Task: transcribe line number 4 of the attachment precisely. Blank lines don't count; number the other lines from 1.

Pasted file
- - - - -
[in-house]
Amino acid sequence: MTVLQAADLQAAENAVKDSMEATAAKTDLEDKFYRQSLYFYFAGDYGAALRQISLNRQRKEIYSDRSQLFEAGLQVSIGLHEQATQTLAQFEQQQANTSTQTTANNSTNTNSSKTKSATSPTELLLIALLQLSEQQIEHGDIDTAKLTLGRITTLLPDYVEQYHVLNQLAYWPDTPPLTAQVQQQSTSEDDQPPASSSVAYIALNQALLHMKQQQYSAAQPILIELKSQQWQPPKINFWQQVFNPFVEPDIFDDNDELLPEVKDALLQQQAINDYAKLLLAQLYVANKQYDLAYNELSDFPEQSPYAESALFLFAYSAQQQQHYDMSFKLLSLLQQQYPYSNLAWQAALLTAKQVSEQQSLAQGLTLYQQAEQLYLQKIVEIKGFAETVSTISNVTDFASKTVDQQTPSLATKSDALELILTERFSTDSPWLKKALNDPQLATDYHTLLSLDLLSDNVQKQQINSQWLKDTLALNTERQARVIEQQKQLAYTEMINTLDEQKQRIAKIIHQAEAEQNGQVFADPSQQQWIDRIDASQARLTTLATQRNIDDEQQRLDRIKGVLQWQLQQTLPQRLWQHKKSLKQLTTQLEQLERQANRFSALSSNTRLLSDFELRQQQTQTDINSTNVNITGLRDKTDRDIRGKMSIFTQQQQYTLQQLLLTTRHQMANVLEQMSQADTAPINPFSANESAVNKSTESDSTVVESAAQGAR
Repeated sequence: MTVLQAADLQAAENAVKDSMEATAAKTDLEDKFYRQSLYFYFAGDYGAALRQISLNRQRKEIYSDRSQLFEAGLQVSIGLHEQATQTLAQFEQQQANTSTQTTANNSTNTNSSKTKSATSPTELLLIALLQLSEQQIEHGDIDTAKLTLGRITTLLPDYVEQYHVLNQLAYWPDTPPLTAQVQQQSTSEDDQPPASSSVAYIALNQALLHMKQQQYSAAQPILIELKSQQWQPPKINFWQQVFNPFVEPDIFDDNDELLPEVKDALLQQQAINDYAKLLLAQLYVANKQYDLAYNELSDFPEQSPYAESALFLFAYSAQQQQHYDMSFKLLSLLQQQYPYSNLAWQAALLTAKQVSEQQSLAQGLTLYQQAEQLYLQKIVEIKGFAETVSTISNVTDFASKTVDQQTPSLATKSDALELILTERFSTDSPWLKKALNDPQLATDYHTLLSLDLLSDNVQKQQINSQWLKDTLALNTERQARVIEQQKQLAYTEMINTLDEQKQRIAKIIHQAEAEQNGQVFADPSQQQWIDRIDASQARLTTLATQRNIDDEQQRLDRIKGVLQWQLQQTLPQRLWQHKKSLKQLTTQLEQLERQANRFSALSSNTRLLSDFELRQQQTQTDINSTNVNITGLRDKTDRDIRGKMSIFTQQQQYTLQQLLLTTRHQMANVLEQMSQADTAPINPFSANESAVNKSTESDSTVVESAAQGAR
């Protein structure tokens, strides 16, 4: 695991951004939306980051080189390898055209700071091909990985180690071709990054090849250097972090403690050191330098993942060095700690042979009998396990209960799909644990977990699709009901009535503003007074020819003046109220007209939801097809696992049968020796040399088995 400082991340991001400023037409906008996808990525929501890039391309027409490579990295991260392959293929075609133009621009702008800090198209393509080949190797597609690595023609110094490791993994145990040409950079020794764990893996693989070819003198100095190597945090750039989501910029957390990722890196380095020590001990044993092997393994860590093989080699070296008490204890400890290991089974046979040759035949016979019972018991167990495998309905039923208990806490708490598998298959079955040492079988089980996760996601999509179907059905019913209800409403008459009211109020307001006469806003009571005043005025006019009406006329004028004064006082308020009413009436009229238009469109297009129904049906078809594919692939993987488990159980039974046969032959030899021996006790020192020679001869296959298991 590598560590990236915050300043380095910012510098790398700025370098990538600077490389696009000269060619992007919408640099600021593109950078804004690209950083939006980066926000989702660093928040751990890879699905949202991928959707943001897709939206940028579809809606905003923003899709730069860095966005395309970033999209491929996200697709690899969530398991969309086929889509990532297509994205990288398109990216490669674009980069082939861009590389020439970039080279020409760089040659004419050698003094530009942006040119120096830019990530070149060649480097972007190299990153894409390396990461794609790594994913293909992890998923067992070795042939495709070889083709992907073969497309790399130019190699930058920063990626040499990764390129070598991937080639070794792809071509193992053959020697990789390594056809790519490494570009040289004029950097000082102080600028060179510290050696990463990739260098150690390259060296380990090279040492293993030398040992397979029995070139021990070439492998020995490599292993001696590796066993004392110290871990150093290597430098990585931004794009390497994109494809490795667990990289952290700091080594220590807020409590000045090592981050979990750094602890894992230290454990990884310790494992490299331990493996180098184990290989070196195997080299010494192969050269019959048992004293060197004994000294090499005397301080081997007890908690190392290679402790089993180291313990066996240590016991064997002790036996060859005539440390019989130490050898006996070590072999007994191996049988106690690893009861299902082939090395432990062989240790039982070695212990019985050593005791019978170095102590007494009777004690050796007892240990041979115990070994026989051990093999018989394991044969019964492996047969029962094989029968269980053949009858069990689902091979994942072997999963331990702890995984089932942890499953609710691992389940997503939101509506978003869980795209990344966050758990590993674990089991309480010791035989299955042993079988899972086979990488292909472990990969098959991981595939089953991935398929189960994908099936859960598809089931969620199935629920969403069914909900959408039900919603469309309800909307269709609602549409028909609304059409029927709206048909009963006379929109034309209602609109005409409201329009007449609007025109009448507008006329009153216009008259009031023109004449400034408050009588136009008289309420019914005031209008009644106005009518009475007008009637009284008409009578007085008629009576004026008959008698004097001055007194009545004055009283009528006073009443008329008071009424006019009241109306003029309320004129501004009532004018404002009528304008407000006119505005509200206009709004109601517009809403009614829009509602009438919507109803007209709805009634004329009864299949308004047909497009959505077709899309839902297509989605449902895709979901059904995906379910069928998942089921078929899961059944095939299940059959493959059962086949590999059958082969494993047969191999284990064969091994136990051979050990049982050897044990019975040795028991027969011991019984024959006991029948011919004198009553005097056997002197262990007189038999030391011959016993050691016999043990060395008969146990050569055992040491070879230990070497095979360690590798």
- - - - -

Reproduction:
């Protein structure tokens, strides 16, 4: 695991951004939306980051080189390898055209700071091909990985180690071709990054090849250097972090403690050191330098993942060095700690042979009998396990209960799909644990977990699709009901009535503003007074020819003046109220007209939801097809696992049968020796040399088995 400082991340991001400023037409906008996808990525929501890039391309027409490579990295991260392959293929075609133009621009702008800090198209393509080949190797597609690595023609110094490791993994145990040409950079020794764990893996693989070819003198100095190597945090750039989501910029957390990722890196380095020590001990044993092997393994860590093989080699070296008490204890400890290991089974046979040759035949016979019972018991167990495998309905039923208990806490708490598998298959079955040492079988089980996760996601999509179907059905019913209800409403008459009211109020307001006469806003009571005043005025006019009406006329004028004064006082308020009413009436009229238009469109297009129904049906078809594919692939993987488990159980039974046969032959030899021996006790020192020679001869296959298991 590598560590990236915050300043380095910012510098790398700025370098990538600077490389696009000269060619992007919408640099600021593109950078804004690209950083939006980066926000989702660093928040751990890879699905949202991928959707943001897709939206940028579809809606905003923003899709730069860095966005395309970033999209491929996200697709690899969530398991969309086929889509990532297509994205990288398109990216490669674009980069082939861009590389020439970039080279020409760089040659004419050698003094530009942006040119120096830019990530070149060649480097972007190299990153894409390396990461794609790594994913293909992890998923067992070795042939495709070889083709992907073969497309790399130019190699930058920063990626040499990764390129070598991937080639070794792809071509193992053959020697990789390594056809790519490494570009040289004029950097000082102080600028060179510290050696990463990739260098150690390259060296380990090279040492293993030398040992397979029995070139021990070439492998020995490599292993001696590796066993004392110290871990150093290597430098990585931004794009390497994109494809490795667990990289952290700091080594220590807020409590000045090592981050979990750094602890894992230290454990990884310790494992490299331990493996180098184990290989070196195997080299010494192969050269019959048992004293060197004994000294090499005397301080081997007890908690190392290679402790089993180291313990066996240590016991064997002790036996060859005539440390019989130490050898006996070590072999007994191996049988106690690893009861299902082939090395432990062989240790039982070695212990019985050593005791019978170095102590007494009777004690050796007892240990041979115990070994026989051990093999018989394991044969019964492996047969029962094989029968269980053949009858069990689902091979994942072997999963331990702890995984089932942890499953609710691992389940997503939101509506978003869980795209990344966050758990590993674990089991309480010791035989299955042993079988899972086979990488292909472990990969098959991981595939089953991935398929189960994908099936859960598809089931969620199935629920969403069914909900959408039900919603469309309800909307269709609602549409028909609304059409029927709206048909009963006379929109034309209602609109005409409201329009007449609007025109009448507008006329009153216009008259009031023109004449400034408050009588136009008289309420019914005031209008009644106005009518009475007008009637009284008409009578007085008629009576004026008959008698004097001055007194009545004055009283009528006073009443008329008071009424006019009241109306003029309320004129501004009532004018404002009528304008407000006119505005509200206009709004109601517009809403009614829009509602009438919507109803007209709805009634004329009864299949308004047909497009959505077709899309839902297509989605449902895709979901059904995906379910069928998942089921078929899961059944095939299940059959493959059962086949590999059958082969494993047969191999284990064969091994136990051979050990049982050897044990019975040795028991027969011991019984024959006991029948011919004198009553005097056997002197262990007189038999030391011959016993050691016999043990060395008969146990050569055992040491070879230990070497095979360690590798």